Whether you’re cooking or making cocktails, for a living or as a hobby, it’s no secret that working with seasonal products makes a big difference in the quality of your recipe. For a long time now, many restaurants been offering seasonal/from farm to table menu and recently, some bars also adopted that approach. I find this very motivating. On the one hand, it’s a challenge to work with ingredients when they are in season. You have to build your inspiration around what’s available at the moment, but at the same time it gives you a direction which can help you in your creative process.
For the past few years now, every time rhubarb is in season, I challenge myself to create a new cocktail recipe, inspired by this ephemeral seasonal wonder! The availability of this fabulous product is so short, such as many more like flowers or berries … so do not hesitate to make some jam, marinades or pickling to have some available all year long.
Speaking of tips and tricks to have some seasonal ingredients available all year long, I have to give a special shout out to my new friends at Morille Quebec, a local company specialized in wild mushrooms, flowers and plants. They gave me a little sample of their latest elderflowers harvest. Since it dates back to last spring already, they dried the flowers which is a clever way to keep your herbs and plants if your “crop” grew more than what you can use. Also, keep in mind that a seasonal product transformed to be kept for a longer period will always taste better than a fresh off-season product. Think of the last time you bought strawberries when they were not in season. Weren’t they flavourless? Next time you’re in need, I recommend you buy frozen ones. At least they were harvested in season so they will taste better.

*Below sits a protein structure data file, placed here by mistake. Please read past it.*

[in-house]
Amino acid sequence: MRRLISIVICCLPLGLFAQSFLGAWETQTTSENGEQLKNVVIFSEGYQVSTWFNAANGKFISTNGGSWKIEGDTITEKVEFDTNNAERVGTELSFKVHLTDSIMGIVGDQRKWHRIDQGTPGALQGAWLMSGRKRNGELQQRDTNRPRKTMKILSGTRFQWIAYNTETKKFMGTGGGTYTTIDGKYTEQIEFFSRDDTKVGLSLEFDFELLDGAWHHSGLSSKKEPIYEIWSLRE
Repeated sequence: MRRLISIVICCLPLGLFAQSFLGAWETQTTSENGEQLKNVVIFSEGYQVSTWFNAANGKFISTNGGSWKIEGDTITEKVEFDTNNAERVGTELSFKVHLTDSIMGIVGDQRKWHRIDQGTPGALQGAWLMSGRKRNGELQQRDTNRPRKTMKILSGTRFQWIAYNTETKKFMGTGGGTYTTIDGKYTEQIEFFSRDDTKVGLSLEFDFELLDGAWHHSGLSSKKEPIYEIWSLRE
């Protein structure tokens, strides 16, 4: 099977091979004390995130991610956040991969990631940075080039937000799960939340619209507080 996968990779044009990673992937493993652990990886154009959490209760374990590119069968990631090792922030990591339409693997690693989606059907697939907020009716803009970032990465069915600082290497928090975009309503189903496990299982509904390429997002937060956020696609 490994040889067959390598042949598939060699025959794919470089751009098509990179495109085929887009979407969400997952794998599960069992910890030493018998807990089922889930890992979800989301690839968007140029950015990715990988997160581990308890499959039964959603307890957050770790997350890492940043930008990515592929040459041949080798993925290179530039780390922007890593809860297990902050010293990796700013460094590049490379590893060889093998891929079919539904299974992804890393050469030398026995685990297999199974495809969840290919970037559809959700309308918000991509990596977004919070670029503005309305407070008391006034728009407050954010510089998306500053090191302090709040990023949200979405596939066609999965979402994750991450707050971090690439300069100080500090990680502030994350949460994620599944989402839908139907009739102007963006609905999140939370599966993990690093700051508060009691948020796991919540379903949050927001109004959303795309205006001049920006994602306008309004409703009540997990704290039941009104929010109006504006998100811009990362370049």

Enough said, it’s time for the recipe… almost!
Let me introduce you to this year’s seasonal wonder cocktail. As the elderflowers are dried spring flowers while the rhubarb is a summer plant harvested when the weather is still a bit fresh and cool in the morning, it made me wonder: Is a dry spring always precedes a fresh summer? In Quebec it’s a cultural thing to try guessing the weather based on some nonsense scenarios. So because I believe we all like to make our own prediction when it comes to weather, I called my cocktail the “weather forecasts”
Weather Forecast Cocktail
- 1.5 oz Tanqueray No Ten gin
- 1 oz Homemade elderflower cordial (recipe below)
- ¾ oz Aperol
- ¾ oz Fresh rhubarb juice
- Pour all ingredients in a shaker.
- Fill with ice and shake for about 10 seconds.
- Fine strain in a chilled cocktail coupe.
- Garnish with rhubarb ribbons.
Homemade elderflower cordial recipe
- 8 gr Dried Elderflowers (from Morille Quebec in my case) Instagram link
- 5 gr Tartaric acid
- 15 gr Citric acid
- 250 gr Sugar
- 600 ml Water
- Put all ingredients in a seal-tight container.
- Infuse for 18 hours in the fridge.
- Using a coffee filter, strain the mixture.
- Bottle and keep in the fridge up to one month.
This is a selection of bar tools I’m dying to get for myself. I even went further in my shopping and found some amazing home decor pieces that would make your home bar, a dream bar.